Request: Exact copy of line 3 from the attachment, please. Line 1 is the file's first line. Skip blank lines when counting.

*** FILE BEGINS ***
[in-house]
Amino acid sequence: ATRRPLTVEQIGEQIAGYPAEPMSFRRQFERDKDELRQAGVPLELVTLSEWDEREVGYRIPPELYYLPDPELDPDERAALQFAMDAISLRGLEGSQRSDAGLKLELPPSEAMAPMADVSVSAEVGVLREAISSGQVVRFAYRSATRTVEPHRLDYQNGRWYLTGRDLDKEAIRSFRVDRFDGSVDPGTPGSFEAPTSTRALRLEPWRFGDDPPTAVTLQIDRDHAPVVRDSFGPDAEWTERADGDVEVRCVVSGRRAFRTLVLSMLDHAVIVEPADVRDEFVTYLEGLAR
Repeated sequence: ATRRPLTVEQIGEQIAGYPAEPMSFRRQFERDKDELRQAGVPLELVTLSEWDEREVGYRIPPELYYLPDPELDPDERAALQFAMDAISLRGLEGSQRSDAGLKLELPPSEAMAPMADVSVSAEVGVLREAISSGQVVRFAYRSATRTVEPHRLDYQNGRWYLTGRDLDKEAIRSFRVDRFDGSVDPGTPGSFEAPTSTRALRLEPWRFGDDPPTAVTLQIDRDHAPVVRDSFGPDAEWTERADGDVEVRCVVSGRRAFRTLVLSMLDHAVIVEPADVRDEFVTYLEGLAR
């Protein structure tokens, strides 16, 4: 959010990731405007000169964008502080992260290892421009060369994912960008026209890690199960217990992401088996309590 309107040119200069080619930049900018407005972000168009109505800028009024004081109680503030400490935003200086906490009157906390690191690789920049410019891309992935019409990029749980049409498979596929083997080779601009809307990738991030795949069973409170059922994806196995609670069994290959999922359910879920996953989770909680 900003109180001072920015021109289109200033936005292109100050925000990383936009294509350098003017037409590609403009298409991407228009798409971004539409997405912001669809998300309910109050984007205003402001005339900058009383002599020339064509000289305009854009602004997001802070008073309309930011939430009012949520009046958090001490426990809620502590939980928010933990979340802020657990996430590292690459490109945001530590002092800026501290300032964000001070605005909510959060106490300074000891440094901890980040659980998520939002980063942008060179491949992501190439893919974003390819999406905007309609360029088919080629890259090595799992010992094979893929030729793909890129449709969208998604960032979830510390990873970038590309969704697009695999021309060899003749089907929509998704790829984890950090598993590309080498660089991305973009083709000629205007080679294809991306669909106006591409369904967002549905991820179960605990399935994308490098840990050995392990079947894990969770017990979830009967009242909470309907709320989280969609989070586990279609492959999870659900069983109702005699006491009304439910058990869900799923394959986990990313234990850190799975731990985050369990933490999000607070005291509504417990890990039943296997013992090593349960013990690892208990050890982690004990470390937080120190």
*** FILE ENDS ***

Repeated sequence: ATRRPLTVEQIGEQIAGYPAEPMSFRRQFERDKDELRQAGVPLELVTLSEWDEREVGYRIPPELYYLPDPELDPDERAALQFAMDAISLRGLEGSQRSDAGLKLELPPSEAMAPMADVSVSAEVGVLREAISSGQVVRFAYRSATRTVEPHRLDYQNGRWYLTGRDLDKEAIRSFRVDRFDGSVDPGTPGSFEAPTSTRALRLEPWRFGDDPPTAVTLQIDRDHAPVVRDSFGPDAEWTERADGDVEVRCVVSGRRAFRTLVLSMLDHAVIVEPADVRDEFVTYLEGLAR